We’re winding up our time in Mexico now and we leave behind a relatively small town called Tulum. Relatively small in that it is in close proximity to Cancun, Playa Del Carmen and Cosumel, far more noted tourist destinations. We came for a few nights and stayed over a week, it turned out to be one of those places that feels like it hasn’t been found yet, not by the masses at least. In some ways it feels a lot like the more touristy places act as a sort of filter, keeping the trash largely clear from the places we want to go, a blessing really.
So we’re talking about Tulum and it can’t be a conversation about Tulum without a mention of Cenotes. We dived more than we planned here, partly because we had an opportunity to do it cheaply but mostly because it feel like a true revelation. Whenever you travel you hope that you find something that completely knocks your socks off, forces a wide-eyed stare of wonder, an involuntary exhale. And that’s exactly what this is. We had always heard there was good diving around here so it’s not a complete surprise in that respect. Having such a highlight that will be hard to top this year so early on is a surprise.
And to find this sort of wonder, the kind that rightly has an ‘only here in the world’ tag in an unaffected cruisy town is the travellers dream. We ate ourselves full regularly for about $10AUD (that’s both of us) on delicious local food, found our best coffee in Mexico and enjoyed history, beaches and explored new frontiers all in one. And to have most of the pox tourist trash caught in Cancun and Playa, a true gem is what we have been blessed with.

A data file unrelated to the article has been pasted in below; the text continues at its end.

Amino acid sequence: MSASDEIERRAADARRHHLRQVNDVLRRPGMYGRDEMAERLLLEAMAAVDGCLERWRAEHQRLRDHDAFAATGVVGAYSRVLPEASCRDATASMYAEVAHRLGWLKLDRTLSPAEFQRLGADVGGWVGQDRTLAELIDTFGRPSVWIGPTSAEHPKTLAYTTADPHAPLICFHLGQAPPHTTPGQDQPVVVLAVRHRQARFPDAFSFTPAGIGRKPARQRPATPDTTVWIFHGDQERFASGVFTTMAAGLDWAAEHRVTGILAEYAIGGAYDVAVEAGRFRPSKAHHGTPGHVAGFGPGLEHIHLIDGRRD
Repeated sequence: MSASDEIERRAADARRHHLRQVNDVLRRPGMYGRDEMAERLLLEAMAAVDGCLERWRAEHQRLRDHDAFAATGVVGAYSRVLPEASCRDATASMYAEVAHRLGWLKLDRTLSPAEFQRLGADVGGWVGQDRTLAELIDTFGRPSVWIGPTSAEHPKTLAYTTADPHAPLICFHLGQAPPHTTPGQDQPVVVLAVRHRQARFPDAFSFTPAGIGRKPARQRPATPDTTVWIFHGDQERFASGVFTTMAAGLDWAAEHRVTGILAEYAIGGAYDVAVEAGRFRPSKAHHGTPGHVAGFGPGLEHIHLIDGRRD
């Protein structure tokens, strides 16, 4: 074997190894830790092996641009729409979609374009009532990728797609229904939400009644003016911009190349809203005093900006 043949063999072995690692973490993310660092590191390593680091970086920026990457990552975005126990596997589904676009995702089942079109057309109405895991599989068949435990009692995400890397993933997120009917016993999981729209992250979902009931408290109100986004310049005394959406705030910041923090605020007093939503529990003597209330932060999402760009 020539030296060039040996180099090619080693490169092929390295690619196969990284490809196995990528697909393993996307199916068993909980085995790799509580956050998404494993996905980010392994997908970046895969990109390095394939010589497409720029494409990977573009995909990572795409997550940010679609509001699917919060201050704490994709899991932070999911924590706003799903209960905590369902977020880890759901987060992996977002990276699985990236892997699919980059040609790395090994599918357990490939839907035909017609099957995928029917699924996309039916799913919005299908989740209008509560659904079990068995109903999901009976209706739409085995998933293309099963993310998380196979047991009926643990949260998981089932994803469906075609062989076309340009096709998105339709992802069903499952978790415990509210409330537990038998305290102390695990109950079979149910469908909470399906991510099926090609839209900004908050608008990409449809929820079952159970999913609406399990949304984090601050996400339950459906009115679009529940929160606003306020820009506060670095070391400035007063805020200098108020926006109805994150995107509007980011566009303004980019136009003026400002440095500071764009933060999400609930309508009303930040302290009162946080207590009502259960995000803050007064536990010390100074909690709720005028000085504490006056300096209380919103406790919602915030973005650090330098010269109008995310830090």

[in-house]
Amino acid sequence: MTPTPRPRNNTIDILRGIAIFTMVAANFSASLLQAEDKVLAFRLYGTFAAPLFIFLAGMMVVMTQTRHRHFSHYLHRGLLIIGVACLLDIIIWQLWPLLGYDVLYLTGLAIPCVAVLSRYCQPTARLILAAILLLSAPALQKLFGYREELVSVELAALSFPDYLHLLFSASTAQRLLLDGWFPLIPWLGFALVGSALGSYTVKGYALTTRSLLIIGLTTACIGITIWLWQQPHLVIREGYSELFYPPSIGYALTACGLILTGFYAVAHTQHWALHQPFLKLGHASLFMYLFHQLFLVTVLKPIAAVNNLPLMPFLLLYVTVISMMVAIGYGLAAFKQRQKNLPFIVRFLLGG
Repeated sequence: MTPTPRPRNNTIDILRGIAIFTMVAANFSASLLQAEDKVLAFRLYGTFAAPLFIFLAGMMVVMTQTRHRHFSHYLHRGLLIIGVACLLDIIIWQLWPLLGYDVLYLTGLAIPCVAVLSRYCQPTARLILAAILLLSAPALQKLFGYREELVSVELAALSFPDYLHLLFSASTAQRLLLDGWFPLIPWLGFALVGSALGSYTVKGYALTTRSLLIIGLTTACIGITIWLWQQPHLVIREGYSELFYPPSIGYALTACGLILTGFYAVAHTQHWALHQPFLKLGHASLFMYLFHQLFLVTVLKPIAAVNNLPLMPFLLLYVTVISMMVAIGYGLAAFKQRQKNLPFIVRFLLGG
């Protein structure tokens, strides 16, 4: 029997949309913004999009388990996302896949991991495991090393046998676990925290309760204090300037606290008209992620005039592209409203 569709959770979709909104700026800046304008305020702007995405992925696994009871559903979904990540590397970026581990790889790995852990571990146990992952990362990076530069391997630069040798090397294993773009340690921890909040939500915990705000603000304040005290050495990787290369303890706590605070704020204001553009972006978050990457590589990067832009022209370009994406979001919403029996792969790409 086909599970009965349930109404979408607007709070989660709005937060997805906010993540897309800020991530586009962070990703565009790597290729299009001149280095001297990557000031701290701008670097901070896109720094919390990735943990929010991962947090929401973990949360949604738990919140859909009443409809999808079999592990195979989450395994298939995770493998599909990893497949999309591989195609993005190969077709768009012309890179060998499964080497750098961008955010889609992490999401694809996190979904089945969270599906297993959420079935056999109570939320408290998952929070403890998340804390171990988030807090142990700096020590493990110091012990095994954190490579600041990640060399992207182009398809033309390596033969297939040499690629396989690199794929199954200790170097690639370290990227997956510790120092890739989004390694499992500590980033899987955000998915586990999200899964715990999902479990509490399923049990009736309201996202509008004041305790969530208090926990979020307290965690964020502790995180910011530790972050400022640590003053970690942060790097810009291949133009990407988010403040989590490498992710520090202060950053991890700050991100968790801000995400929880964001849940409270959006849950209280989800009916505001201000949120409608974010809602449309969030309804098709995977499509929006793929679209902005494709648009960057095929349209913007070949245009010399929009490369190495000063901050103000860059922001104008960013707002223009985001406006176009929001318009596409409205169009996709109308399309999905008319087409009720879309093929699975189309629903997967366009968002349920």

Again we had no photography on our dives so I’ll plagiarise here. We dived ‘The Pit’ and ‘Dos Ojos’ and we can’t believe they were better than the first two!!! I won’t attempt to describe this, pictures do it all, hopefully you see a slice not what we felt.



And true to the running theme here we took a small day trip to Coba, an adjacent town. We’re pretty done with ruins but we it’s apparently the tallest Mayan pyramid and perches you high atop the jungle canopy. Annoyingly, we of course have to see this… The ruins were indeed pretty cool, coupled with the beautiful bike ride through the jungle pathways, it was a beautiful day.



But again a recurring theme popped up, apparently there’s swimming Cenotes here. And true to form, the majesty and amazement of the Mayan ruins gets casually swept aside by a natural occurrence. The serendipitous quality of natural discoveries always seems to outshine their relatively contrived and know man-made counterparts, however great they may be. These Cenotes are very tight, a spiral stairway feeds you through a tight cleft in the earth, into darkness you go… BOOM It hits you in the face. That wide eyed wonder usually reserved for small children at a circus seems so much more profound as an adult, and so fleeting. The cavern opened up is approximately 40m across and less than 10m under the ground. Filled with the typically crystal clear water it’s truly a magical experience. And just to top it off the tight staircase that takes you all the way to the water has intermittent diving platforms, the highest 8m or so. Safe to say the stairs were only taken one-way.


So a good early contender for highlight and place of the trip. Were looking forward to knocking these early front runners off the perch.